Wooden, aluminium or fibreglass: which ladder is right for you?
12 October 2016 13:03:19 GMT
In the past, ladders were almost exclusively made from wood. But as manufacturing processes have been refined and improved, sturdier materials including aluminium and fibreglass have become the norm. Each material is different and has its own range of advantages and disadvantages, so let’s have a look to see which kind might be right for you.
Very few companies that produce ladders still use wood as a material as fibreglass and aluminium have become far more popular. However, it may be the case that you have an old wooden ladder that you use for DIY and other tasks stored away.
Advantages: The main advantage of wooden ladders are that they are usually the cheapest option to buy and therefore can be replaced cheaply if they break. Wooden ladders also tend to be the lightest available to use.
Disadvantages: There’s a good reason that wooden ladders have fallen out of favour – wood is far less durable than either aluminium or fibreglass. Wooden ladders are liable to rot and are the most likely material to weaken or break. Older wooden ladders also have the least safety features, so they can be functionally the most dangerous to use.
Perhaps the most common kind of ladder on the market, there is a wide range of aluminium ladders that can be used for a broad variety of tasks. These can be perfect for all sorts of jobs around the house, but may not be ideal for every situation.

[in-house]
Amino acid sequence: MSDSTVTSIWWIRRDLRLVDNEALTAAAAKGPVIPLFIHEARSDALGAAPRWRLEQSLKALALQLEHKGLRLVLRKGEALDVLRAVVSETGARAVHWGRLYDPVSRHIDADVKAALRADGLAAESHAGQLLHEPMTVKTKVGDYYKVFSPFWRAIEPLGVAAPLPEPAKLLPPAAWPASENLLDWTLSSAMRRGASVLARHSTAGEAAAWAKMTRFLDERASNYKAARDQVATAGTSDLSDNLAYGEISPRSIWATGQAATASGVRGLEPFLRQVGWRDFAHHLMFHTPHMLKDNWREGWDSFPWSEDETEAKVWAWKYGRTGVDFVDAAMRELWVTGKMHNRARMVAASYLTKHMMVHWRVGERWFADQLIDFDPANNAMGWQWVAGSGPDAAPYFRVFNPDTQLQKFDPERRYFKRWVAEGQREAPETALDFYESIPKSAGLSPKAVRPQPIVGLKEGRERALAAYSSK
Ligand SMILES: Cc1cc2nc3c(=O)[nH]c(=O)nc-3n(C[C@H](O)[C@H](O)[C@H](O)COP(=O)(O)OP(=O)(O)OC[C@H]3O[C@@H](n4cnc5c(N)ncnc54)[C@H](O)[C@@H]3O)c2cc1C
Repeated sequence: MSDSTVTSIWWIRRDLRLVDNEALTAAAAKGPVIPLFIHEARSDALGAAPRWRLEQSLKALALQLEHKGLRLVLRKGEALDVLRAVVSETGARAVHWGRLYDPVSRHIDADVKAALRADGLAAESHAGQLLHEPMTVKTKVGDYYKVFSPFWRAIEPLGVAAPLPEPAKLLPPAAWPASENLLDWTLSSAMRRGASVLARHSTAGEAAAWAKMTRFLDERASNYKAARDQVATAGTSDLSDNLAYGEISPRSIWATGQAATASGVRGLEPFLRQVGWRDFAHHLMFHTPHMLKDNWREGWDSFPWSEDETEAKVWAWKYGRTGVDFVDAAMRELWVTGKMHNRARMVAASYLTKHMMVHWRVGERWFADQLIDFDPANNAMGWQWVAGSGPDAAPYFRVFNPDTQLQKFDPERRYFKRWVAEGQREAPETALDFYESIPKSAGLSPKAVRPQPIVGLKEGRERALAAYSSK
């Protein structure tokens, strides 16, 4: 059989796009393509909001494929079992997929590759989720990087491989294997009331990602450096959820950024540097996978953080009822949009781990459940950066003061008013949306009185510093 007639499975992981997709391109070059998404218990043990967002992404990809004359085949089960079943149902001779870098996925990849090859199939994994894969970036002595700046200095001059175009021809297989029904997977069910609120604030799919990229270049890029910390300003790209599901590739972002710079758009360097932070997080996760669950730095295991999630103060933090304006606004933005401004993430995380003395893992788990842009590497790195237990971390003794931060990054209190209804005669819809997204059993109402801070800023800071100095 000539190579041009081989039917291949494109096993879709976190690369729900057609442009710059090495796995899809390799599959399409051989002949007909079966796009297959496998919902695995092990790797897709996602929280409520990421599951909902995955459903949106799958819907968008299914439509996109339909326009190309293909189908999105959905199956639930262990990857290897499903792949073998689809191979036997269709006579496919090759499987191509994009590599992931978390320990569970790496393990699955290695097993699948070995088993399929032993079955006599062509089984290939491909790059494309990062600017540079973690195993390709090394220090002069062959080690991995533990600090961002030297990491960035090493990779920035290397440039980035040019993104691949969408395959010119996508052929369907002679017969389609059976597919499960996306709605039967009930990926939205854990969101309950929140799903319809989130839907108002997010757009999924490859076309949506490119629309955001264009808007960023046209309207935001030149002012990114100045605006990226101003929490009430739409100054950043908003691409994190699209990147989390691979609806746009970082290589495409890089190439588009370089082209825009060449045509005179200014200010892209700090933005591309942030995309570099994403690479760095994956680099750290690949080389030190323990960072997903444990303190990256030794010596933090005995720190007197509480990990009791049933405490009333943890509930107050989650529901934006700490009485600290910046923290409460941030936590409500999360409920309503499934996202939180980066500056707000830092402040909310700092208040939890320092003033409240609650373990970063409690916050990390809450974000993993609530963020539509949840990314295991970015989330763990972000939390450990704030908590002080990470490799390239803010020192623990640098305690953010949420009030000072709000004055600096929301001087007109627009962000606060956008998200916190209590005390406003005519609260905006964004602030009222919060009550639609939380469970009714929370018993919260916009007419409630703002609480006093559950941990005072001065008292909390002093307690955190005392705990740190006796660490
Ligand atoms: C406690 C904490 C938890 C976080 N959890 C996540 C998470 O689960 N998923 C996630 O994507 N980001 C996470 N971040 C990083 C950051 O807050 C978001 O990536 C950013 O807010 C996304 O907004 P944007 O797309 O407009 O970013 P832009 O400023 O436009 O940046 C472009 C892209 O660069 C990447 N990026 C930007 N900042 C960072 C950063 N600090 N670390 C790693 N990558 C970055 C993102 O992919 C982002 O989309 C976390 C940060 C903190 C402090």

Advantages: Aluminium ladders are sturdy and hardwearing – much more so than wood. They are also much lighter than fibreglass ladders which means they can be more easily and conveniently transported. It’s also true that aluminium ladders have the tallest extensions, so for certain jobs they may be the only available option.
Disadvantages: While aluminium ladders are widely used throughout the country, there are certain situations where they are not ideal. As aluminium is metal it can be bent by very hot temperatures so in such situations you should look for a fibreglass alternative. It’s also true that aluminium conducts electricity so if you are working somewhere near a live current, fibreglass is also preferable.
Tradesmen such as electricians and others who are at risk of electric shocks usually prefer to use fibreglass ladders. But for general DIY use or the majority of building works, they are not necessary.
Advantages: Unlike aluminium, fibreglass doesn’t conduct electricity and it is also much more resistant to flames and high temperatures. This means that this kind of ladder is safer in certain situations.
Disadvantages: Fibreglass ladders are generally one of the most expensive options. And despite this, they are more likely to crack and get damaged easily. They are also know to degrade over time, so they will need replacing over a shorter time than an aluminium ladder will.